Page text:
As scientist learn more about the novel coronavirus SARS-CoV-2, which causes COVID-19 infection, Americans are doing what they can to prevent infection. According to a study conducted by St. Louis-based MarketPlace, a brand strategy firm that administered the survey, the pandemic also is prompting U.S. supplement consumers to adjust their diets and supplementation to boost immunity.
“COVID-19 has shifted the supplement market,” said Tracy Landau, president of MarketPlace, in a statement. “Health and wellness brands that are agile and can pivot to meet evolving consumer needs will emerge from this season the strongest.”
During the initial three months of lockdown in the United States (March to June), disease prevention, digestive health and immunity were the top reasons for taking supplements, according to the study. The following are the supplements that consumers were the most likely to buy during that three-month timeframe:
- Vitamin D – 54 percent
- Vitamin C – 53 percent
- Probiotics – 35 percent
- Zinc – 21 percent
MarketPlace notes that with more than one-third of survey-takers stating a recent purchase of probiotics, it highlights that more consumers are associating gut health with immune health.
“Consumers are beginning to view gut health as a pathway to immunity and general health, which widens the door for probiotics in all kinds of nutrition applications,” Landau said.
The MarketPlace survey also found 44 percent of U.S. supplement consumers are changing their diets to boost immunity during the pandemic. The following are some of the notable stats:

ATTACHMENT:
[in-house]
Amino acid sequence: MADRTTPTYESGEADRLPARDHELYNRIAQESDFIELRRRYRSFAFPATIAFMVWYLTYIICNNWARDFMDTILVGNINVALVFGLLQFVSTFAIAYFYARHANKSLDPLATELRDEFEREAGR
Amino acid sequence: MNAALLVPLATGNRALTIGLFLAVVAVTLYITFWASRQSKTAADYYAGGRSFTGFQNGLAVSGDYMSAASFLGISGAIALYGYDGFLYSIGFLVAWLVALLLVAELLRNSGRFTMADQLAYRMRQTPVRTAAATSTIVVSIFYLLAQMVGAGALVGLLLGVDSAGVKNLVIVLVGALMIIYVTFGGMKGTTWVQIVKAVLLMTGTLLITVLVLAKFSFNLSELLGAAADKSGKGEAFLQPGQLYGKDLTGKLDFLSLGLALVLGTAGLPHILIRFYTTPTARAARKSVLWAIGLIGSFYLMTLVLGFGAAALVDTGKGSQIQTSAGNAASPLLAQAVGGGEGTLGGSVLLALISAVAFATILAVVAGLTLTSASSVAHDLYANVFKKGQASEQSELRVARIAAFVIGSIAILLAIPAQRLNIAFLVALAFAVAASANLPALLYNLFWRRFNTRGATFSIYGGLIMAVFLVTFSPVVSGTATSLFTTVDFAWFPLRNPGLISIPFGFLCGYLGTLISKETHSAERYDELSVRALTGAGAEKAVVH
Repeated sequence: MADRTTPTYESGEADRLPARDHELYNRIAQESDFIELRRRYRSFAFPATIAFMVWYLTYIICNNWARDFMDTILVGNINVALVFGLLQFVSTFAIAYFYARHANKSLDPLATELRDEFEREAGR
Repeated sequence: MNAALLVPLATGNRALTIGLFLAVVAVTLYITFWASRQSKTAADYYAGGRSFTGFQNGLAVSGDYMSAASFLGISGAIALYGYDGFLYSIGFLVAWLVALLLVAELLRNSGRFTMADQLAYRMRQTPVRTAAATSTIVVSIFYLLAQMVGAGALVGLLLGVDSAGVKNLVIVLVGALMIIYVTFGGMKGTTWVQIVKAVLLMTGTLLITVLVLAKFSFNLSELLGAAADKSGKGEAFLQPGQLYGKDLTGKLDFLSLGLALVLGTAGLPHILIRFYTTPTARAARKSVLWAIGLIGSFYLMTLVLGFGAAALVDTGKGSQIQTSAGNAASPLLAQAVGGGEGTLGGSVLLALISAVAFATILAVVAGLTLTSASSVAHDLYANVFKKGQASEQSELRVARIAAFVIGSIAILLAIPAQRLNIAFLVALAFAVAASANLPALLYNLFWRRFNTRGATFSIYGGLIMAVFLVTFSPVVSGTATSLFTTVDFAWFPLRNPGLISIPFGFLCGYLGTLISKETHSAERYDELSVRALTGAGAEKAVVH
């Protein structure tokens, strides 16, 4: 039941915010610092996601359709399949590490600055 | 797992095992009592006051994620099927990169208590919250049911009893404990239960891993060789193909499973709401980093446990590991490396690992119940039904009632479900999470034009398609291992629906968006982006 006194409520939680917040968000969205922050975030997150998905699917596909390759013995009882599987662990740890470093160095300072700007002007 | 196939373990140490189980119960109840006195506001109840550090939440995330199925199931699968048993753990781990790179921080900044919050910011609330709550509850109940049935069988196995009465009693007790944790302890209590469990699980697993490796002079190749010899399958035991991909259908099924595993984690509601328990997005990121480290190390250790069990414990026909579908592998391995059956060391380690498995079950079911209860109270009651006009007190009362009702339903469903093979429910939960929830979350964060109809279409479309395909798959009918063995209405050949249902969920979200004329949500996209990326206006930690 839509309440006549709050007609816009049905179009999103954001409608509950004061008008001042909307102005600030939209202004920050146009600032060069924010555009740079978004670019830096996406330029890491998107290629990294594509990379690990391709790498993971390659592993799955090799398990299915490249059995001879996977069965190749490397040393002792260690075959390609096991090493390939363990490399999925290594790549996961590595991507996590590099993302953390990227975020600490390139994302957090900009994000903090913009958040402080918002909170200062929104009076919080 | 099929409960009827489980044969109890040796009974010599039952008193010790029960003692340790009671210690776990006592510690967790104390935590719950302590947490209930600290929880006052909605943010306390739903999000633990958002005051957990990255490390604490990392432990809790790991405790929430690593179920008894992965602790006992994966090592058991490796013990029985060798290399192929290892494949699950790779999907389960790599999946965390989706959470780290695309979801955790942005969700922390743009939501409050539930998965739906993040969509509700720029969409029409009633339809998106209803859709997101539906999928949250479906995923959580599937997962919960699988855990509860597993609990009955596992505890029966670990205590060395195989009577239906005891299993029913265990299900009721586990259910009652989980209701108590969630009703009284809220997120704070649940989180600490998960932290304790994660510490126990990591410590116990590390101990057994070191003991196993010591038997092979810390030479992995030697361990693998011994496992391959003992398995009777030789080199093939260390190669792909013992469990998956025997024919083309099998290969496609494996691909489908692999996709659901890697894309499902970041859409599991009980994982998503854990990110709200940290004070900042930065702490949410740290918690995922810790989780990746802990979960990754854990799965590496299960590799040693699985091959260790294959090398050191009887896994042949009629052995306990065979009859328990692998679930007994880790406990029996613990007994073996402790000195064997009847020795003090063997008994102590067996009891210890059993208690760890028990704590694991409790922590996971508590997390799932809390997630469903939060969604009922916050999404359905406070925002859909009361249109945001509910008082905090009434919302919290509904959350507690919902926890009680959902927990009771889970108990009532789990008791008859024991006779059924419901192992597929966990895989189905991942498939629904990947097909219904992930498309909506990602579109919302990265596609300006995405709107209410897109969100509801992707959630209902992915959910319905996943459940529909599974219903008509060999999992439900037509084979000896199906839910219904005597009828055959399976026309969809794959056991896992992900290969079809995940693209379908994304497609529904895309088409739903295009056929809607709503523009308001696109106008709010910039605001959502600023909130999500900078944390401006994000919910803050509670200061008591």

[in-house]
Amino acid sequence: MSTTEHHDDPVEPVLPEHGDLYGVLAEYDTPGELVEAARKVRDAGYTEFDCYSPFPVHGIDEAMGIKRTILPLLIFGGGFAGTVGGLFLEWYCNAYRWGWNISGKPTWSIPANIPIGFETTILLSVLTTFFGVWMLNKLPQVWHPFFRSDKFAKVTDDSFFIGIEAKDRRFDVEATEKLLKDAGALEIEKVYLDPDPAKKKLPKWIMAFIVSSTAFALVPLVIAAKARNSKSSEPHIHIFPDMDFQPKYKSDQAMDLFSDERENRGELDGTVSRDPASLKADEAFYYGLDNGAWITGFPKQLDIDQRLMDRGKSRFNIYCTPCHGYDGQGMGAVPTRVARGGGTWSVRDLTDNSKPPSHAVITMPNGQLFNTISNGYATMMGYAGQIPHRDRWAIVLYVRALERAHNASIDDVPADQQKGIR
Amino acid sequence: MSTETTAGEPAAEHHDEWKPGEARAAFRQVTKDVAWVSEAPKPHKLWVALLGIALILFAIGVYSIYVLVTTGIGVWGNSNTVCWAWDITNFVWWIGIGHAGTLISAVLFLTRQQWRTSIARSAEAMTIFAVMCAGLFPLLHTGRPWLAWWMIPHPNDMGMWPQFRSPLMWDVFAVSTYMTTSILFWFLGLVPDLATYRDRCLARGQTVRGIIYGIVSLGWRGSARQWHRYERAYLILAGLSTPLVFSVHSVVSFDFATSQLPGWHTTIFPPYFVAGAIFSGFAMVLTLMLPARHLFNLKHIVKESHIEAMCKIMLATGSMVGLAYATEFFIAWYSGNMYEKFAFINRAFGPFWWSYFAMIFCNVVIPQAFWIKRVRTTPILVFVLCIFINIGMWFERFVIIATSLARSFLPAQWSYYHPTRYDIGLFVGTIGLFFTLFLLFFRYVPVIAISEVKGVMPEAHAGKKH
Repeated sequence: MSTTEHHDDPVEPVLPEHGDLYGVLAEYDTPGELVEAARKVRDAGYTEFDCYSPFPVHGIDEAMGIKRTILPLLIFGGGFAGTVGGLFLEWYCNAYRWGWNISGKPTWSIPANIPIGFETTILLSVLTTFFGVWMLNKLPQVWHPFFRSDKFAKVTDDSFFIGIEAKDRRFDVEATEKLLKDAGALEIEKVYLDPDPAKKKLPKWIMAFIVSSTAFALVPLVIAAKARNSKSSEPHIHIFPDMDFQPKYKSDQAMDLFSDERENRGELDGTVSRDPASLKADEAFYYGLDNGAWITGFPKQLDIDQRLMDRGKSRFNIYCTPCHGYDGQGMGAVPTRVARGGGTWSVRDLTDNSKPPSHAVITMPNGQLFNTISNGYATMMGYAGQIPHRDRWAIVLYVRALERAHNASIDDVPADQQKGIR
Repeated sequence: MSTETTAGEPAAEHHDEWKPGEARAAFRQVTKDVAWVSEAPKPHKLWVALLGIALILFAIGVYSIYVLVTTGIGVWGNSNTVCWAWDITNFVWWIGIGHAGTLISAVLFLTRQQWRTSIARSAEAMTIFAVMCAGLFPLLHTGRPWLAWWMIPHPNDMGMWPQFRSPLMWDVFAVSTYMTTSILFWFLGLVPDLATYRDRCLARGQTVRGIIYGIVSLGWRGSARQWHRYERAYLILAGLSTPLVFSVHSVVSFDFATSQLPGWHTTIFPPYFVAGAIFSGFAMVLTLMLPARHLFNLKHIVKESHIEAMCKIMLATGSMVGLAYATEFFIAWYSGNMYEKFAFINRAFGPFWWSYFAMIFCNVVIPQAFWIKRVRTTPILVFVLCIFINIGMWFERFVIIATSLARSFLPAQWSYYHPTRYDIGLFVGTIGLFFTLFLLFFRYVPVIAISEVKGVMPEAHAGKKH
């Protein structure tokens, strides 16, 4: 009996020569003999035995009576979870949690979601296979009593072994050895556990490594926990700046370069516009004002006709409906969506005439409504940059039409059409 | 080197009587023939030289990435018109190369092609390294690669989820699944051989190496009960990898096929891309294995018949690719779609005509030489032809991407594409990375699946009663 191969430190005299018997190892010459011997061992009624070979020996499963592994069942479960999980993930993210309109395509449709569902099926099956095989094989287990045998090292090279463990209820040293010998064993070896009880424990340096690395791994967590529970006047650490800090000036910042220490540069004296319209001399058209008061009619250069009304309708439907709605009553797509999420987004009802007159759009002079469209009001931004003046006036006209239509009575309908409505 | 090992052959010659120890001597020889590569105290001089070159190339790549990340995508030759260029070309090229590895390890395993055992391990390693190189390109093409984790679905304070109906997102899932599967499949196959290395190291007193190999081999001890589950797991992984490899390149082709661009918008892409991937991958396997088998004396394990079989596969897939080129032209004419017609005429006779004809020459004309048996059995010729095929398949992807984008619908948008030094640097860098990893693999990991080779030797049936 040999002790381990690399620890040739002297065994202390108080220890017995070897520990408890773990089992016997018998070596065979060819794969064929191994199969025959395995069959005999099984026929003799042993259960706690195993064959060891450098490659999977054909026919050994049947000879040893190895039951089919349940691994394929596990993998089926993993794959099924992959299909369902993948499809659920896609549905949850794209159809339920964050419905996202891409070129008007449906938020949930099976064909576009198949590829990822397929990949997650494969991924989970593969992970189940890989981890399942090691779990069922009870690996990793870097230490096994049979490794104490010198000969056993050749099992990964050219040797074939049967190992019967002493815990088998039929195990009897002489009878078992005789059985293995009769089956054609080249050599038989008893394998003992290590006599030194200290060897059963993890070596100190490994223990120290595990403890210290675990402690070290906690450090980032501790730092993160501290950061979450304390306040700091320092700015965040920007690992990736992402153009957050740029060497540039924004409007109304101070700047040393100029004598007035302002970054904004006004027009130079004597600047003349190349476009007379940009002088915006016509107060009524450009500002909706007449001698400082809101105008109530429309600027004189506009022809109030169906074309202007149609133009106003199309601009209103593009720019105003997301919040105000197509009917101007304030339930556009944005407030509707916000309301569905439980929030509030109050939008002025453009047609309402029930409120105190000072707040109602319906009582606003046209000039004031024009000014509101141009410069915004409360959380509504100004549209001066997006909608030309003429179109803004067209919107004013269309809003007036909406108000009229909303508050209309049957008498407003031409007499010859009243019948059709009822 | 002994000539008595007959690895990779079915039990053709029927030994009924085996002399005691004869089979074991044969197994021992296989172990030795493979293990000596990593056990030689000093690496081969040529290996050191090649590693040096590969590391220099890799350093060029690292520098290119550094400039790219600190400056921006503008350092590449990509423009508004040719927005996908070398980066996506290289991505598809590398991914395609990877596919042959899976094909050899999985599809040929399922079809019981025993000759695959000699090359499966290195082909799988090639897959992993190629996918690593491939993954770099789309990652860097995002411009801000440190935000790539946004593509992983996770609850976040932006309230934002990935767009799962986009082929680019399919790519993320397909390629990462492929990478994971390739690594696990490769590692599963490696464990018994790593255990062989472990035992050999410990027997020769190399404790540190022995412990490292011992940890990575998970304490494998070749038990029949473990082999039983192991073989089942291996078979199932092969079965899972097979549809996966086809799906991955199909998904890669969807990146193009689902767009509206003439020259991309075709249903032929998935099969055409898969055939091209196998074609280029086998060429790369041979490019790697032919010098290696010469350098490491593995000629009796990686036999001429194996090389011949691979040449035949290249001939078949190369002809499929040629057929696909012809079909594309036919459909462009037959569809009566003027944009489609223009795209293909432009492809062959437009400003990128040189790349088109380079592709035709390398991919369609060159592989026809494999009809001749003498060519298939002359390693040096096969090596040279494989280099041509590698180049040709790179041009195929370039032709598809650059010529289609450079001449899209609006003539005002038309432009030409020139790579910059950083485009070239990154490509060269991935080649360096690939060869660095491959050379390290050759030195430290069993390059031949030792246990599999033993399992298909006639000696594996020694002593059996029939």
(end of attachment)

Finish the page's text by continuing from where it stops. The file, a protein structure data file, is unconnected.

- 51 percent changed their diet
- 54 percent eat more fruit
- 61 percent increased usage of vitamin and mineral supplements
However, this desire for a more nutritious and immune-supporting lifestyle isn’t necessarily resulting in increased pill consumption as 72 percent of respondents noted a preference for pills, down from the 89 percent that indicated this preference last year. As such, the brand strategy company suggests this provides increased opportunity for effective alternative supplements such as gummies, food and beverages.
“Innovative formulations that address pill fatigue and increase the bioavailability of immunity-boosting ingredients, especially tea and yogurt applications, are growth opportunities for functional food and beverage brands and ingredient suppliers,” said Jon Copeland, MarketPlace’s research strategist, in a statement. “The data reveals seismic shifts in the wellness consumer’s lifestyle and outlook on personal health. We believe long-term demand will remain strong for preventive health and immunity support.”
As consumers turn to foods and beverages to ward off viruses new and old, fortification likely will play a bigger role in healthy living.